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Roche Notches FDA Nod in Lung Cancer, Amps Up Competition With Merck

Xconomy San Francisco — 

A Roche immunotherapy has won an additional FDA approval as a first-line treatment for non-small lung cancer, bolstering the product’s competitive stance versus one from Merck.

The FDA approved atezolizumab (Tecentriq) for adults whose non-squamous non-small cell lung cancer (NSCLC) is metastatic, meaning it has spread, and does not have the EGFR or ALK genetic mutations. The regulatory decision covers the treatment in combination with the chemotherapy regimen paclitaxel and carboplatin.

Non-small cell lung cancer accounts for approximately 85 percent of all lung cancers, according to the American Cancer Society. Atezolizumab is an antibody drug designed to bind to PD-L1, a protein that acts as an “off” switch to keep immune cells from attacking. By blocking this protein on tumors, the drug is intended to allow the body’s T cells to fight the cancer.

Merck (NYSE: MRK) immunotherapy pembrolizumab (Keytruda) received FDA approval in 2015 for metastatic NSCLC in patients whose tumors express PD-L1, and whose disease has spread despite treatment with chemotherapy. That decision came within days of a Bristol-Myers Squibb (NYSE: BMY) approval in NSCLC for its immunotherapy nivolumab (Opdivo). But the Bristol drug has since failed late-stage studies aiming to expand its use in lung cancer. Meanwhile, the Merck drug has won subsequent approvals, for use by itself and as part of combination therapies, for NSCLC as well as metastatic small cell lung cancer.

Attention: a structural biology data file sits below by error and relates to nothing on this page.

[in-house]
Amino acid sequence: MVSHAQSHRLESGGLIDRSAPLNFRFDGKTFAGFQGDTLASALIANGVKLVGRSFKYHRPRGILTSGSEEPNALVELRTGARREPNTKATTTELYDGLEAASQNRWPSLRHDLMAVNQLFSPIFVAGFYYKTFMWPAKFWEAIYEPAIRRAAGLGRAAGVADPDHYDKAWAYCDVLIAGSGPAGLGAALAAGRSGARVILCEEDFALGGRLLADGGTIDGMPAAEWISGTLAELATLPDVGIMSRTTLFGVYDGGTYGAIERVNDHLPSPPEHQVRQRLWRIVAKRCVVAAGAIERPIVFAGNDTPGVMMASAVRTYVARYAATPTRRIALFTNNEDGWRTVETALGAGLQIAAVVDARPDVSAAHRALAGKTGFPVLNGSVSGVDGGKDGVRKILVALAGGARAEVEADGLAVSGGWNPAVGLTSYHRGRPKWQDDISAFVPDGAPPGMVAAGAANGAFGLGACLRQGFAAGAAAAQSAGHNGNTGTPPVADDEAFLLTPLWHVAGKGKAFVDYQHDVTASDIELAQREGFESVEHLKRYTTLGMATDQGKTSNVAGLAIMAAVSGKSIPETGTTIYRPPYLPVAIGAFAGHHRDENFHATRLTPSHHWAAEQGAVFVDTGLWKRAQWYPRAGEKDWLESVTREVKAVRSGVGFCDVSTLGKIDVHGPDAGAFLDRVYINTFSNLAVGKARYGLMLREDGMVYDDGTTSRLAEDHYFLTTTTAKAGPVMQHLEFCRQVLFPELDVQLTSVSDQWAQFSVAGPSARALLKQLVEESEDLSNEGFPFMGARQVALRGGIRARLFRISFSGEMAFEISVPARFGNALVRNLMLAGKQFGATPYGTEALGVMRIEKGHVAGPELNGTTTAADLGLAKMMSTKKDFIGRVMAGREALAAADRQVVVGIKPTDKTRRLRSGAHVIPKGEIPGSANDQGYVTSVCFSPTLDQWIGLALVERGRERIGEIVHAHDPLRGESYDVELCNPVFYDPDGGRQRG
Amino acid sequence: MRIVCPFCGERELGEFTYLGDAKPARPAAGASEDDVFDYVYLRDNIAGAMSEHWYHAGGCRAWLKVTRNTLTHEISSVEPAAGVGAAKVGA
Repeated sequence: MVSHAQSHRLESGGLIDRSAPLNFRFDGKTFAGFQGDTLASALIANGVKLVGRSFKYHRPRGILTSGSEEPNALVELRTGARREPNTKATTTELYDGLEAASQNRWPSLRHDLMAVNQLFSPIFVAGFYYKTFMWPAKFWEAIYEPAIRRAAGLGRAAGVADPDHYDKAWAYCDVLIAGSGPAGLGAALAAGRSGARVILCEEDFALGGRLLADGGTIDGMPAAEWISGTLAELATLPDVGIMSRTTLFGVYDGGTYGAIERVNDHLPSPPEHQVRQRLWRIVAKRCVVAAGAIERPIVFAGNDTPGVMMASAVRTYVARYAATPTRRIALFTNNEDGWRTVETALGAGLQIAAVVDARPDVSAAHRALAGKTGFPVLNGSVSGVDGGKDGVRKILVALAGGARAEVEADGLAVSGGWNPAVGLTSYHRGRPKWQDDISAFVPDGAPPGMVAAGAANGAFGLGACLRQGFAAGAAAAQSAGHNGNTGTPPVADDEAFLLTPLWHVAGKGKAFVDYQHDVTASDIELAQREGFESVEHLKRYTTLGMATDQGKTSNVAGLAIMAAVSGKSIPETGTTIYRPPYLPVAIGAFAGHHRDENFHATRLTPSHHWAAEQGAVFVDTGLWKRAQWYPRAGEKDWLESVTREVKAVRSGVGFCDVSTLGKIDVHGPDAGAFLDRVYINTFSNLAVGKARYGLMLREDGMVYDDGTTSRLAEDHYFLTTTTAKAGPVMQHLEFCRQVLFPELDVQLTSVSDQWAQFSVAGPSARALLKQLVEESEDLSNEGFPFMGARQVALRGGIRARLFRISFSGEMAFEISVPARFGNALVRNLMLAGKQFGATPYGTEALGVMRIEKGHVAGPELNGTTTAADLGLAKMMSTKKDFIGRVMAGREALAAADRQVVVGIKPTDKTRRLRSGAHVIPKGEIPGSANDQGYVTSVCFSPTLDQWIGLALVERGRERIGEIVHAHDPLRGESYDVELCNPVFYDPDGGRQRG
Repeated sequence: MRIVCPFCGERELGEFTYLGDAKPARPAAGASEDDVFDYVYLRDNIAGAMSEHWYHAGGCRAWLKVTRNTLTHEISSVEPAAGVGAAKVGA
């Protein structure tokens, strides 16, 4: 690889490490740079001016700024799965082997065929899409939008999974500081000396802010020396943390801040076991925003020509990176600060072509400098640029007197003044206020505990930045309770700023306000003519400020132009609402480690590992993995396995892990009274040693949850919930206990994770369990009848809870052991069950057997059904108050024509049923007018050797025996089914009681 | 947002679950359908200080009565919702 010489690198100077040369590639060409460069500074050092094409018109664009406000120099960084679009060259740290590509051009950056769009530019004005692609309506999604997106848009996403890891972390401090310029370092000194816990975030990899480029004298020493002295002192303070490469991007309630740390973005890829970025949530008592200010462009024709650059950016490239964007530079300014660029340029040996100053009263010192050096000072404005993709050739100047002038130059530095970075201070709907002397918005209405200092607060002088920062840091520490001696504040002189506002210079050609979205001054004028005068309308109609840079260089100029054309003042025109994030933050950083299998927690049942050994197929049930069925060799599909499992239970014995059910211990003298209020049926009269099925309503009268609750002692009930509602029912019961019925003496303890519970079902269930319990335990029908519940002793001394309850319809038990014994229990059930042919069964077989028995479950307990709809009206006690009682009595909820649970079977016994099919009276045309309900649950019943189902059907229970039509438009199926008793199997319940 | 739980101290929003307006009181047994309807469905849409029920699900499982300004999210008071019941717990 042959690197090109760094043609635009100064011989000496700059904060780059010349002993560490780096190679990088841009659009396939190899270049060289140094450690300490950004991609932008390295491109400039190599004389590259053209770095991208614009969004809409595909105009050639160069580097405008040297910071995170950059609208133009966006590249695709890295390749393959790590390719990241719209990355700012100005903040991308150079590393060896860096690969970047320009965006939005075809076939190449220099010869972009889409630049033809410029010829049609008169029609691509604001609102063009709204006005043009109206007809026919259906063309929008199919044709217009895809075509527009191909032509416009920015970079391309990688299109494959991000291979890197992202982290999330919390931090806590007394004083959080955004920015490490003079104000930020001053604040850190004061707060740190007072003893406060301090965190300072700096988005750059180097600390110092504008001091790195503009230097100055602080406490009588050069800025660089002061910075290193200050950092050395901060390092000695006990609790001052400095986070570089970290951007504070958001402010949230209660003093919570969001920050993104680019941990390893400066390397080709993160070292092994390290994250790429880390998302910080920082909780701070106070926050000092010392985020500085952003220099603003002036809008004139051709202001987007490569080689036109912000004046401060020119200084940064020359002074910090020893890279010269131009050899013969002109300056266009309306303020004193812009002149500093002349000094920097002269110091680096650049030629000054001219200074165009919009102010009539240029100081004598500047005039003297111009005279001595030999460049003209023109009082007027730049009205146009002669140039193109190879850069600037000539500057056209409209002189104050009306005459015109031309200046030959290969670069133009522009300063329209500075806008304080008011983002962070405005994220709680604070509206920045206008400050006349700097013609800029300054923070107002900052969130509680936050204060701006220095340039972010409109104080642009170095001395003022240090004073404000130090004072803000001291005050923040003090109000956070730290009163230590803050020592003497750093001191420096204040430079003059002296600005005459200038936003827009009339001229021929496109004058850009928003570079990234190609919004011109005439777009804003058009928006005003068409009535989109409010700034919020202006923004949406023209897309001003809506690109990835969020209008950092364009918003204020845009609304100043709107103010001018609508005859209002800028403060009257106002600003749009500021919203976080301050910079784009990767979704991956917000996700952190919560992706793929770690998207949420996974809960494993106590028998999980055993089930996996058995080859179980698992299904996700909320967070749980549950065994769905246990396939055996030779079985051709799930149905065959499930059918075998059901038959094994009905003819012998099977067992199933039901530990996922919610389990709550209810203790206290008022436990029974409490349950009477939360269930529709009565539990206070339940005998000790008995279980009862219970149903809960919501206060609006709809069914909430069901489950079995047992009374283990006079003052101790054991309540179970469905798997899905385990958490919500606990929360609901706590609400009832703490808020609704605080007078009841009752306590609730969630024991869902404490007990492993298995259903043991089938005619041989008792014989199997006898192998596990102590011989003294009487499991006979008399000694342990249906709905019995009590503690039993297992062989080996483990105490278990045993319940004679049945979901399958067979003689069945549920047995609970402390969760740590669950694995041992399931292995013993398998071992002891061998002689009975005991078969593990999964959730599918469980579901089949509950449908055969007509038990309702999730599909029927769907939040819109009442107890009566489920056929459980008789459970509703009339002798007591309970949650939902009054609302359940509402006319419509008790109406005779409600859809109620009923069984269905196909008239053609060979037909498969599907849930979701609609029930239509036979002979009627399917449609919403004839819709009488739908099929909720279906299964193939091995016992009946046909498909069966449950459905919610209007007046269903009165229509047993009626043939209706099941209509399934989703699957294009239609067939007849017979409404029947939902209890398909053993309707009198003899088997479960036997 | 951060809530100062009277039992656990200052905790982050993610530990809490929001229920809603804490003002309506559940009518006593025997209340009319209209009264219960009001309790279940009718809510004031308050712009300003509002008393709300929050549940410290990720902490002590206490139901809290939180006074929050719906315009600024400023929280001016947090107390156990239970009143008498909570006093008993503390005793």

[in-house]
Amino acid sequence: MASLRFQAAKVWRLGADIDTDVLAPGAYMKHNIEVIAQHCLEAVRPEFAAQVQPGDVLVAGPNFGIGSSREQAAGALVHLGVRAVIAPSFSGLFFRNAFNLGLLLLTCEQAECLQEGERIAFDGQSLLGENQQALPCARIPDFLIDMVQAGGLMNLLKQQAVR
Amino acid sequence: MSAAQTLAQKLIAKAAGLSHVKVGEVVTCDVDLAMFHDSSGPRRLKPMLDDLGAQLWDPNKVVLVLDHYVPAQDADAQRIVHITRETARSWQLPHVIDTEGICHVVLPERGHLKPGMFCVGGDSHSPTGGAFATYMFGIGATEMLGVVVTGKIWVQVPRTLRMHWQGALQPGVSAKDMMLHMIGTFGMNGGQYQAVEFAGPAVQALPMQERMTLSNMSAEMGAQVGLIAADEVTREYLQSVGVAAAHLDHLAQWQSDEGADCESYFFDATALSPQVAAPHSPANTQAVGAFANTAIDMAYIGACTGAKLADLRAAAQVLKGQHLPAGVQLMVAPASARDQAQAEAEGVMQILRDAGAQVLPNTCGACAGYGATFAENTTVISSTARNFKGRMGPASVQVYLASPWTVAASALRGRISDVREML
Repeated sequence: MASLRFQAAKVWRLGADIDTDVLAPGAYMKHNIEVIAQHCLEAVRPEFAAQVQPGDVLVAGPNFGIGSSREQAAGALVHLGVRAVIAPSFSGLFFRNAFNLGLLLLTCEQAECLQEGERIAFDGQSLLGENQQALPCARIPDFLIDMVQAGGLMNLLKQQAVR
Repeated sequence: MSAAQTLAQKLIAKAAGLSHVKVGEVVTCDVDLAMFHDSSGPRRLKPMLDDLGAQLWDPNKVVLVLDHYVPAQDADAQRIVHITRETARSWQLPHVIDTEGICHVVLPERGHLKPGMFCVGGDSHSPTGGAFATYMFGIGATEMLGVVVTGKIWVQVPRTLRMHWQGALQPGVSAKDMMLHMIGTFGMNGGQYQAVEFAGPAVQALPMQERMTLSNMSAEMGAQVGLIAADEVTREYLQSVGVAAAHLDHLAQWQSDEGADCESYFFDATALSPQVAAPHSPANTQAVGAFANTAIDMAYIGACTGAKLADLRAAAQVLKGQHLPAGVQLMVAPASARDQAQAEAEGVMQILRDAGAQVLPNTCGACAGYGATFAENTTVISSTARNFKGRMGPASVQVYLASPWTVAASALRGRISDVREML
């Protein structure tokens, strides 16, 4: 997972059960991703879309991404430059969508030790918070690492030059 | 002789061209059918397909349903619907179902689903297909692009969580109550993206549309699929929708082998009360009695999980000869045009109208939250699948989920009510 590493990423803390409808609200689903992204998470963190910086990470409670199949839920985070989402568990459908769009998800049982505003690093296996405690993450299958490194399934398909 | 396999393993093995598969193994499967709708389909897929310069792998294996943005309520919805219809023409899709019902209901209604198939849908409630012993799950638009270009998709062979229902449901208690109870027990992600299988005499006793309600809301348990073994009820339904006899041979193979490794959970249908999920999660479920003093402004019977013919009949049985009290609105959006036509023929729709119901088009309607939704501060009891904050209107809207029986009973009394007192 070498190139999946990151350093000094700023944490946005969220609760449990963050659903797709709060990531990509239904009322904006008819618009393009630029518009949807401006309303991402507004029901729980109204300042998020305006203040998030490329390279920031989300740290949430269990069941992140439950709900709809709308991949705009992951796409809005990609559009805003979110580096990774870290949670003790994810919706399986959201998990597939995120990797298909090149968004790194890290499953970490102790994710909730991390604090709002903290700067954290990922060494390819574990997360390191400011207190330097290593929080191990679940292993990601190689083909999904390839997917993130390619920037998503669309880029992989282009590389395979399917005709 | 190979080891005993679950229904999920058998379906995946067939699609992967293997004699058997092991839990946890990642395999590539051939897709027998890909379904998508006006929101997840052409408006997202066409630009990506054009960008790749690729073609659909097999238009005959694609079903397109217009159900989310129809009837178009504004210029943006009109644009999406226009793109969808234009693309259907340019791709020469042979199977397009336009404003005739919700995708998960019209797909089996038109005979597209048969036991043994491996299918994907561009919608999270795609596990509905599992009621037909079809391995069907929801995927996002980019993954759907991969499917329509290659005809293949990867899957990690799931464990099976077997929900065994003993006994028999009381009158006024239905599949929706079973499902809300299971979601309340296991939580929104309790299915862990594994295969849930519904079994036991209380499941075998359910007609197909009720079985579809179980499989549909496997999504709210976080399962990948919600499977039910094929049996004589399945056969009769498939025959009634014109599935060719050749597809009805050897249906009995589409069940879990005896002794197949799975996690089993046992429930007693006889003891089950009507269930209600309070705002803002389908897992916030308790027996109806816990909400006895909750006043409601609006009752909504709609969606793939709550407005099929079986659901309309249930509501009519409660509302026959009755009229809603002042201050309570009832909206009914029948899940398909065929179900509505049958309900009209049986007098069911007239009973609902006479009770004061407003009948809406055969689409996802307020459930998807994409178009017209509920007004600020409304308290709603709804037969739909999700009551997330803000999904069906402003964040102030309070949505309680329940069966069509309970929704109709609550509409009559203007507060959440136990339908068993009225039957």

Atezolizumab, developed by Roche subsidiary Genentech, previously won FDA approvals in metastatic non-squamous NSCLC with no EGFR or ALK mutations, and for metastatic NSCLC in adults whose disease has progressed after treatment with platinum-based chemotherapies.

The latest atezolizumab approval is based on results from a Phase 3 study that showed patients treated with the drug, in combination with chemotherapy, lived longer (a median of 18.6 months) than those treated with chemotherapy alone (a median of 13.9 months). The combination treatment also showed an improvement in progress-free survival, a measure of the risk of a worsening of the disease or death.

Roche reported no new safety problems other than the side effects previously observed with the drug. Those side effects include lung problems that show up as a worsening cough or shortness of breath, problems with the liver, hormone gland problems, and infections whose symptoms include flu-like symptoms.

Image by the National Cancer Institute